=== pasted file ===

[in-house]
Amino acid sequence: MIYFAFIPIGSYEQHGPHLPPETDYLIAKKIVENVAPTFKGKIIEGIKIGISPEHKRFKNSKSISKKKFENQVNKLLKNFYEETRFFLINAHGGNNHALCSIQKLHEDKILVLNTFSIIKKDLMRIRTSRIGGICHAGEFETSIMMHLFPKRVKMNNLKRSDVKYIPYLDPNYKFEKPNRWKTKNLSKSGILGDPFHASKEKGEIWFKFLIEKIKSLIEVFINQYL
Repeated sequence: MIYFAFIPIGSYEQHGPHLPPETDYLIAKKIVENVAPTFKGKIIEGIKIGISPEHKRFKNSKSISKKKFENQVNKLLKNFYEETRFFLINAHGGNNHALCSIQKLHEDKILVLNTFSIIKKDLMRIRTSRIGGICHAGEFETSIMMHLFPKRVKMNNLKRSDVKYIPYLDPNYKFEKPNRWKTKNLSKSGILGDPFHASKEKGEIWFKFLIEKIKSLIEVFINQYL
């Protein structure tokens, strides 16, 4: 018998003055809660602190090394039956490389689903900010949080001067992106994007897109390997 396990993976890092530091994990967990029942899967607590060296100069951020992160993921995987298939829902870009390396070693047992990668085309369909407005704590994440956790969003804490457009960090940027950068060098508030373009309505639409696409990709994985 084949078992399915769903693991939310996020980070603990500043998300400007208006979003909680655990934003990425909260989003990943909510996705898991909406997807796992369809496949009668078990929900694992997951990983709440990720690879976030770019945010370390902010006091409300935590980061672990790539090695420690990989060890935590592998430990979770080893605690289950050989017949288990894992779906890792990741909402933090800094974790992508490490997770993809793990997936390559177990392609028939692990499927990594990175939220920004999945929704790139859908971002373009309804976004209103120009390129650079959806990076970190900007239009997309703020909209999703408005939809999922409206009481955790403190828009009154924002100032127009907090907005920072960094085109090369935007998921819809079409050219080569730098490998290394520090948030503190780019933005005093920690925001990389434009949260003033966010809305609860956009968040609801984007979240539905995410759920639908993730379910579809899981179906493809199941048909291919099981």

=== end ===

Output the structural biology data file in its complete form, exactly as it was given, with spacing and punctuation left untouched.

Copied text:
[in-house]
Amino acid sequence: MIYFAFIPIGSYEQHGPHLPPETDYLIAKKIVENVAPTFKGKIIEGIKIGISPEHKRFKNSKSISKKKFENQVNKLLKNFYEETRFFLINAHGGNNHALCSIQKLHEDKILVLNTFSIIKKDLMRIRTSRIGGICHAGEFETSIMMHLFPKRVKMNNLKRSDVKYIPYLDPNYKFEKPNRWKTKNLSKSGILGDPFHASKEKGEIWFKFLIEKIKSLIEVFINQYL
Repeated sequence: MIYFAFIPIGSYEQHGPHLPPETDYLIAKKIVENVAPTFKGKIIEGIKIGISPEHKRFKNSKSISKKKFENQVNKLLKNFYEETRFFLINAHGGNNHALCSIQKLHEDKILVLNTFSIIKKDLMRIRTSRIGGICHAGEFETSIMMHLFPKRVKMNNLKRSDVKYIPYLDPNYKFEKPNRWKTKNLSKSGILGDPFHASKEKGEIWFKFLIEKIKSLIEVFINQYL
């Protein structure tokens, strides 16, 4: 018998003055809660602190090394039956490389689903900010949080001067992106994007897109390997 396990993976890092530091994990967990029942899967607590060296100069951020992160993921995987298939829902870009390396070693047992990668085309369909407005704590994440956790969003804490457009960090940027950068060098508030373009309505639409696409990709994985 084949078992399915769903693991939310996020980070603990500043998300400007208006979003909680655990934003990425909260989003990943909510996705898991909406997807796992369809496949009668078990929900694992997951990983709440990720690879976030770019945010370390902010006091409300935590980061672990790539090695420690990989060890935590592998430990979770080893605690289950050989017949288990894992779906890792990741909402933090800094974790992508490490997770993809793990997936390559177990392609028939692990499927990594990175939220920004999945929704790139859908971002373009309804976004209103120009390129650079959806990076970190900007239009997309703020909209999703408005939809999922409206009481955790403190828009009154924002100032127009907090907005920072960094085109090369935007998921819809079409050219080569730098490998290394520090948030503190780019933005005093920690925001990389434009949260003033966010809305609860956009968040609801984007979240539905995410759920639908993730379910579809899981179906493809199941048909291919099981």